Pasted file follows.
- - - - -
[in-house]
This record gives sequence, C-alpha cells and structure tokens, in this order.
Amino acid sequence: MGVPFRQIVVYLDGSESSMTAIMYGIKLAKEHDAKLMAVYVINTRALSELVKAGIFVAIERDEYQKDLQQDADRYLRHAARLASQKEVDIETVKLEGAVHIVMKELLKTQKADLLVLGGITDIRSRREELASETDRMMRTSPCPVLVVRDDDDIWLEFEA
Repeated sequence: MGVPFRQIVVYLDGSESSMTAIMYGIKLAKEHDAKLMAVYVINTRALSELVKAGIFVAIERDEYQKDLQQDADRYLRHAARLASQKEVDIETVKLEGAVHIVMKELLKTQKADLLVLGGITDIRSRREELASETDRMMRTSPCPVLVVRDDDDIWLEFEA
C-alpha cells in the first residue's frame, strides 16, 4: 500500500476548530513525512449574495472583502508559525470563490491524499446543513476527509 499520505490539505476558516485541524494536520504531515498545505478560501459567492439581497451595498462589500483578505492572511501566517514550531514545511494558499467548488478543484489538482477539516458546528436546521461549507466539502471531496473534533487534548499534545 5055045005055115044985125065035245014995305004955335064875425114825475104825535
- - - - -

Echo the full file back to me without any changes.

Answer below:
[in-house]
This record gives sequence, C-alpha cells and structure tokens, in this order.
Amino acid sequence: MGVPFRQIVVYLDGSESSMTAIMYGIKLAKEHDAKLMAVYVINTRALSELVKAGIFVAIERDEYQKDLQQDADRYLRHAARLASQKEVDIETVKLEGAVHIVMKELLKTQKADLLVLGGITDIRSRREELASETDRMMRTSPCPVLVVRDDDDIWLEFEA
Repeated sequence: MGVPFRQIVVYLDGSESSMTAIMYGIKLAKEHDAKLMAVYVINTRALSELVKAGIFVAIERDEYQKDLQQDADRYLRHAARLASQKEVDIETVKLEGAVHIVMKELLKTQKADLLVLGGITDIRSRREELASETDRMMRTSPCPVLVVRDDDDIWLEFEA
C-alpha cells in the first residue's frame, strides 16, 4: 500500500476548530513525512449574495472583502508559525470563490491524499446543513476527509 499520505490539505476558516485541524494536520504531515498545505478560501459567492439581497451595498462589500483578505492572511501566517514550531514545511494558499467548488478543484489538482477539516458546528436546521461549507466539502471531496473534533487534548499534545 5055045005055115044985125065035245014995305004955335064875425114825475104825535